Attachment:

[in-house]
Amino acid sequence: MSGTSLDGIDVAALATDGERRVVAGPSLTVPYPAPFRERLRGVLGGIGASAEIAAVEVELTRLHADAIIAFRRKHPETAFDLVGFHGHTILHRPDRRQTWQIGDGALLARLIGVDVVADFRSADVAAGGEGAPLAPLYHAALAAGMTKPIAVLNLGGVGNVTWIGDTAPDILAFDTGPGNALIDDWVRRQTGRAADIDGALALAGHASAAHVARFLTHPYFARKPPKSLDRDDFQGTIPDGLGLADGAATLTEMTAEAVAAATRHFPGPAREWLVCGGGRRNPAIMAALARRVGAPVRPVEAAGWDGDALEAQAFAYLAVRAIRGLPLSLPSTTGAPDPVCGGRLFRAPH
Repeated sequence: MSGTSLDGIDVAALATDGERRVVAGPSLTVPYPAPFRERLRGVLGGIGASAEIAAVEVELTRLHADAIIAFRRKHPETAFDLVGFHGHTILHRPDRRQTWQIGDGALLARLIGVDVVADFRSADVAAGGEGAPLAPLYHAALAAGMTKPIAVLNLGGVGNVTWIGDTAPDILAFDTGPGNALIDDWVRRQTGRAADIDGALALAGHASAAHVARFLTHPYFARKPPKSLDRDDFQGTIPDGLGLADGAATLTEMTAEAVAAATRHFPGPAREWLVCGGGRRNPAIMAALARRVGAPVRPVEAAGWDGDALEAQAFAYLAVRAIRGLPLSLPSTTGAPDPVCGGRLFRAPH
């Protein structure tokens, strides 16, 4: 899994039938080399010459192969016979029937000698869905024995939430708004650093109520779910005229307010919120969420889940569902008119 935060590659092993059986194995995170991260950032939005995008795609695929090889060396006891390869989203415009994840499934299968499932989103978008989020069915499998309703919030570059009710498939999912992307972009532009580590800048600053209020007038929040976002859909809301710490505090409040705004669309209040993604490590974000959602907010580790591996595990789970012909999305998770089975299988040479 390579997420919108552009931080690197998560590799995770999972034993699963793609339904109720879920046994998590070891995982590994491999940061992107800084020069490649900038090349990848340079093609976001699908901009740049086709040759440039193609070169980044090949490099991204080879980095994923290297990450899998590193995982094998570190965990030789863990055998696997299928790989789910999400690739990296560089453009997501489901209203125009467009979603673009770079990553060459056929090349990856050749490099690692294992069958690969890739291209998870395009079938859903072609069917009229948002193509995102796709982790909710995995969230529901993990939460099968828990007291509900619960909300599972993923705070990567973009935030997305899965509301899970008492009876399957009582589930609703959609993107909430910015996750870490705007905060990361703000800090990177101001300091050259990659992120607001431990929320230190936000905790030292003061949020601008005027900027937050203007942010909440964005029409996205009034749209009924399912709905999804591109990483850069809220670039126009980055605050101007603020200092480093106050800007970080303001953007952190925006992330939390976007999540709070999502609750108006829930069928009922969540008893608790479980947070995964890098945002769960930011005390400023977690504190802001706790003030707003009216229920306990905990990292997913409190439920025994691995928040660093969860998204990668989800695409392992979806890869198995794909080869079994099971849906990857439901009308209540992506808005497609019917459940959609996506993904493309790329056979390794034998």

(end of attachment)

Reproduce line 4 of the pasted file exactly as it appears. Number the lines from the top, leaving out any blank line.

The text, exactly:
């Protein structure tokens, strides 16, 4: 899994039938080399010459192969016979029937000698869905024995939430708004650093109520779910005229307010919120969420889940569902008119 935060590659092993059986194995995170991260950032939005995008795609695929090889060396006891390869989203415009994840499934299968499932989103978008989020069915499998309703919030570059009710498939999912992307972009532009580590800048600053209020007038929040976002859909809301710490505090409040705004669309209040993604490590974000959602907010580790591996595990789970012909999305998770089975299988040479 390579997420919108552009931080690197998560590799995770999972034993699963793609339904109720879920046994998590070891995982590994491999940061992107800084020069490649900038090349990848340079093609976001699908901009740049086709040759440039193609070169980044090949490099991204080879980095994923290297990450899998590193995982094998570190965990030789863990055998696997299928790989789910999400690739990296560089453009997501489901209203125009467009979603673009770079990553060459056929090349990856050749490099690692294992069958690969890739291209998870395009079938859903072609069917009229948002193509995102796709982790909710995995969230529901993990939460099968828990007291509900619960909300599972993923705070990567973009935030997305899965509301899970008492009876399957009582589930609703959609993107909430910015996750870490705007905060990361703000800090990177101001300091050259990659992120607001431990929320230190936000905790030292003061949020601008005027900027937050203007942010909440964005029409996205009034749209009924399912709905999804591109990483850069809220670039126009980055605050101007603020200092480093106050800007970080303001953007952190925006992330939390976007999540709070999502609750108006829930069928009922969540008893608790479980947070995964890098945002769960930011005390400023977690504190802001706790003030707003009216229920306990905990990292997913409190439920025994691995928040660093969860998204990668989800695409392992979806890869198995794909080869079994099971849906990857439901009308209540992506808005497609019917459940959609996506993904493309790329056979390794034998």